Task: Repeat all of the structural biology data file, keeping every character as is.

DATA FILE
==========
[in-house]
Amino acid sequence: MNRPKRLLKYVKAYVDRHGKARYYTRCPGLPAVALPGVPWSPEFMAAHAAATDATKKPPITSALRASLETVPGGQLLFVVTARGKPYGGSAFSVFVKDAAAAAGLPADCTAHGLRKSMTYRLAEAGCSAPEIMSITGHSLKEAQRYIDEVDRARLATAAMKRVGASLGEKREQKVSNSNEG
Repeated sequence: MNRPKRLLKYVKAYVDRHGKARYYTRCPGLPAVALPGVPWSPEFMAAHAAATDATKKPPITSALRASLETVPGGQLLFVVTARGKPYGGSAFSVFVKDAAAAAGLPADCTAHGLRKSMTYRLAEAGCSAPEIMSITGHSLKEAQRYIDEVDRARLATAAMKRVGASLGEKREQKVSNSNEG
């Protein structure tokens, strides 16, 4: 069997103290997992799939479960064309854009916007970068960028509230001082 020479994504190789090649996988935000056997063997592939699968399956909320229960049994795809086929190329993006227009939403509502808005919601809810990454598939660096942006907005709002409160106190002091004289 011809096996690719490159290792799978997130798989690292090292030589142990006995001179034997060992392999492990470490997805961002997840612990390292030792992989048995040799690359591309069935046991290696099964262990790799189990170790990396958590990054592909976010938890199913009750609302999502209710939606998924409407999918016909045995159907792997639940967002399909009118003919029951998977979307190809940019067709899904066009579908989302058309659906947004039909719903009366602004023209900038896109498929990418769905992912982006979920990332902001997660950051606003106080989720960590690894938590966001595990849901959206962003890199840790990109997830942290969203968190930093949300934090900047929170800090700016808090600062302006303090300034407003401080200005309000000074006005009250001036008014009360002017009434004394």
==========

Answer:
[in-house]
Amino acid sequence: MNRPKRLLKYVKAYVDRHGKARYYTRCPGLPAVALPGVPWSPEFMAAHAAATDATKKPPITSALRASLETVPGGQLLFVVTARGKPYGGSAFSVFVKDAAAAAGLPADCTAHGLRKSMTYRLAEAGCSAPEIMSITGHSLKEAQRYIDEVDRARLATAAMKRVGASLGEKREQKVSNSNEG
Repeated sequence: MNRPKRLLKYVKAYVDRHGKARYYTRCPGLPAVALPGVPWSPEFMAAHAAATDATKKPPITSALRASLETVPGGQLLFVVTARGKPYGGSAFSVFVKDAAAAAGLPADCTAHGLRKSMTYRLAEAGCSAPEIMSITGHSLKEAQRYIDEVDRARLATAAMKRVGASLGEKREQKVSNSNEG
């Protein structure tokens, strides 16, 4: 069997103290997992799939479960064309854009916007970068960028509230001082 020479994504190789090649996988935000056997063997592939699968399956909320229960049994795809086929190329993006227009939403509502808005919601809810990454598939660096942006907005709002409160106190002091004289 011809096996690719490159290792799978997130798989690292090292030589142990006995001179034997060992392999492990470490997805961002997840612990390292030792992989048995040799690359591309069935046991290696099964262990790799189990170790990396958590990054592909976010938890199913009750609302999502209710939606998924409407999918016909045995159907792997639940967002399909009118003919029951998977979307190809940019067709899904066009579908989302058309659906947004039909719903009366602004023209900038896109498929990418769905992912982006979920990332902001997660950051606003106080989720960590690894938590966001595990849901959206962003890199840790990109997830942290969203968190930093949300934090900047929170800090700016808090600062302006303090300034407003401080200005309000000074006005009250001036008014009360002017009434004394």